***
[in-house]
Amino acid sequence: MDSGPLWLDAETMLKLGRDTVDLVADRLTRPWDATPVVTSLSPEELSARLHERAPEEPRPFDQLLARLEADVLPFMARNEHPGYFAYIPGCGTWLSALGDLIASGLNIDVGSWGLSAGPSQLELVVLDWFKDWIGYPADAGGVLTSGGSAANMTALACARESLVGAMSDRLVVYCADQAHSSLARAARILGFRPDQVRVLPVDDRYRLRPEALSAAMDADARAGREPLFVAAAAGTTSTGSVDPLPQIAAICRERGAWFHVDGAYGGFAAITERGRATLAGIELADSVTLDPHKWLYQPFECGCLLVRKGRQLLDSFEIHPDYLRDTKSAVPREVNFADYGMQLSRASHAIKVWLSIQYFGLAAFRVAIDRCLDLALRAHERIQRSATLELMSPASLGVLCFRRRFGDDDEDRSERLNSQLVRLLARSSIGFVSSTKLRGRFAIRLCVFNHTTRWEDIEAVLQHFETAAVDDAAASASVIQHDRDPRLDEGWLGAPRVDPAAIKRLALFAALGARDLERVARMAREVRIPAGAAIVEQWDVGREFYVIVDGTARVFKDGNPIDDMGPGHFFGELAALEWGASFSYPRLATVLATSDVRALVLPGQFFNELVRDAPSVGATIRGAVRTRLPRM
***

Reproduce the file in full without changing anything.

[in-house]
Amino acid sequence: MDSGPLWLDAETMLKLGRDTVDLVADRLTRPWDATPVVTSLSPEELSARLHERAPEEPRPFDQLLARLEADVLPFMARNEHPGYFAYIPGCGTWLSALGDLIASGLNIDVGSWGLSAGPSQLELVVLDWFKDWIGYPADAGGVLTSGGSAANMTALACARESLVGAMSDRLVVYCADQAHSSLARAARILGFRPDQVRVLPVDDRYRLRPEALSAAMDADARAGREPLFVAAAAGTTSTGSVDPLPQIAAICRERGAWFHVDGAYGGFAAITERGRATLAGIELADSVTLDPHKWLYQPFECGCLLVRKGRQLLDSFEIHPDYLRDTKSAVPREVNFADYGMQLSRASHAIKVWLSIQYFGLAAFRVAIDRCLDLALRAHERIQRSATLELMSPASLGVLCFRRRFGDDDEDRSERLNSQLVRLLARSSIGFVSSTKLRGRFAIRLCVFNHTTRWEDIEAVLQHFETAAVDDAAASASVIQHDRDPRLDEGWLGAPRVDPAAIKRLALFAALGARDLERVARMAREVRIPAGAAIVEQWDVGREFYVIVDGTARVFKDGNPIDDMGPGHFFGELAALEWGASFSYPRLATVLATSDVRALVLPGQFFNELVRDAPSVGATIRGAVRTRLPRM